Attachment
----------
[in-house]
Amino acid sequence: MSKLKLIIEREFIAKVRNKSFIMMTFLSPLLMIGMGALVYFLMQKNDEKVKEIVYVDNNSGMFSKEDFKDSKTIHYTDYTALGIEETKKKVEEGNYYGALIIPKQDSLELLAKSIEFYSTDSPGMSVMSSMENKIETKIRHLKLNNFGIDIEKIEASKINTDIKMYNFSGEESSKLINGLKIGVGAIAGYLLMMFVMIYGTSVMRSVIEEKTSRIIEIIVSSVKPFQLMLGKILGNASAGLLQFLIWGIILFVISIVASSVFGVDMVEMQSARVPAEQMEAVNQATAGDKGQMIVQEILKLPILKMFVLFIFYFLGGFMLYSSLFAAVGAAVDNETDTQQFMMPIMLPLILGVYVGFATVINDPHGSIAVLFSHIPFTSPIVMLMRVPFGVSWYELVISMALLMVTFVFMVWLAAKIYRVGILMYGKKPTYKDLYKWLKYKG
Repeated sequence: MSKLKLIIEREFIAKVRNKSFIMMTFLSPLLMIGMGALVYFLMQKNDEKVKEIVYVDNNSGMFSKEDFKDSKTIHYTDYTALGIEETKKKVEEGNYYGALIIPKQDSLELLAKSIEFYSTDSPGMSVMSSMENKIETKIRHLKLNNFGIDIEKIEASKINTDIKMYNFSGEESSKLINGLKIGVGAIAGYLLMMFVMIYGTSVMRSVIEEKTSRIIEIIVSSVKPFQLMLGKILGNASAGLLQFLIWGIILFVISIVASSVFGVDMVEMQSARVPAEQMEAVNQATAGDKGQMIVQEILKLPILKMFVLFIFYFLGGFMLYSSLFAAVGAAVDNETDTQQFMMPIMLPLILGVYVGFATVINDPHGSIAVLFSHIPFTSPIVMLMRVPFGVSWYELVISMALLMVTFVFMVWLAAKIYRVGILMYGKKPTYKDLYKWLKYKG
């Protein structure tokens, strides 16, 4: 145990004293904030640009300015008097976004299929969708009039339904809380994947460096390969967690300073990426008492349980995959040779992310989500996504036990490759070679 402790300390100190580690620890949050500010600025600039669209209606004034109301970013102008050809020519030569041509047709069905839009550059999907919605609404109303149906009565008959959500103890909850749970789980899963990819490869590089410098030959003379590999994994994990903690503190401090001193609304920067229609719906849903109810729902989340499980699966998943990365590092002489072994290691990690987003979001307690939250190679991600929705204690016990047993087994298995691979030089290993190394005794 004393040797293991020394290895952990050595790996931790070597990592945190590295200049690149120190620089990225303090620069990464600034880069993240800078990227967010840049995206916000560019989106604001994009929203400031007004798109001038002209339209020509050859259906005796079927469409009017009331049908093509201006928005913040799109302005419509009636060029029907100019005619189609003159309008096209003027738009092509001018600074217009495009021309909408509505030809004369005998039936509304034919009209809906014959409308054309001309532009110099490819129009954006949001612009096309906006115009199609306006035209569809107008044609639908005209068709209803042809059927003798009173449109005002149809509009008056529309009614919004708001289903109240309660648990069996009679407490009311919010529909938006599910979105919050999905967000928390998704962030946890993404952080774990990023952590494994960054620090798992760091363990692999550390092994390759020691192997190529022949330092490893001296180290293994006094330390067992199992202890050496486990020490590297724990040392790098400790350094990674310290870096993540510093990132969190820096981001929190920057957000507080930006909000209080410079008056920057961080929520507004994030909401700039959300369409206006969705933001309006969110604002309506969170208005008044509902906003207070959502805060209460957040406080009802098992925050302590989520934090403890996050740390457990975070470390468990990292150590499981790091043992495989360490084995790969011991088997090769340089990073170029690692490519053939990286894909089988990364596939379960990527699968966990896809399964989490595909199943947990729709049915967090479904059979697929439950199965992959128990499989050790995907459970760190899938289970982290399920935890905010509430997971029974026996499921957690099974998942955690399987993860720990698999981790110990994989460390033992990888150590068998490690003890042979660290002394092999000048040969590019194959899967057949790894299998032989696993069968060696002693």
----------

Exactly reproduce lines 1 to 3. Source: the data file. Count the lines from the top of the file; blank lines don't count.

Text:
[in-house]
Amino acid sequence: MSKLKLIIEREFIAKVRNKSFIMMTFLSPLLMIGMGALVYFLMQKNDEKVKEIVYVDNNSGMFSKEDFKDSKTIHYTDYTALGIEETKKKVEEGNYYGALIIPKQDSLELLAKSIEFYSTDSPGMSVMSSMENKIETKIRHLKLNNFGIDIEKIEASKINTDIKMYNFSGEESSKLINGLKIGVGAIAGYLLMMFVMIYGTSVMRSVIEEKTSRIIEIIVSSVKPFQLMLGKILGNASAGLLQFLIWGIILFVISIVASSVFGVDMVEMQSARVPAEQMEAVNQATAGDKGQMIVQEILKLPILKMFVLFIFYFLGGFMLYSSLFAAVGAAVDNETDTQQFMMPIMLPLILGVYVGFATVINDPHGSIAVLFSHIPFTSPIVMLMRVPFGVSWYELVISMALLMVTFVFMVWLAAKIYRVGILMYGKKPTYKDLYKWLKYKG
Repeated sequence: MSKLKLIIEREFIAKVRNKSFIMMTFLSPLLMIGMGALVYFLMQKNDEKVKEIVYVDNNSGMFSKEDFKDSKTIHYTDYTALGIEETKKKVEEGNYYGALIIPKQDSLELLAKSIEFYSTDSPGMSVMSSMENKIETKIRHLKLNNFGIDIEKIEASKINTDIKMYNFSGEESSKLINGLKIGVGAIAGYLLMMFVMIYGTSVMRSVIEEKTSRIIEIIVSSVKPFQLMLGKILGNASAGLLQFLIWGIILFVISIVASSVFGVDMVEMQSARVPAEQMEAVNQATAGDKGQMIVQEILKLPILKMFVLFIFYFLGGFMLYSSLFAAVGAAVDNETDTQQFMMPIMLPLILGVYVGFATVINDPHGSIAVLFSHIPFTSPIVMLMRVPFGVSWYELVISMALLMVTFVFMVWLAAKIYRVGILMYGKKPTYKDLYKWLKYKG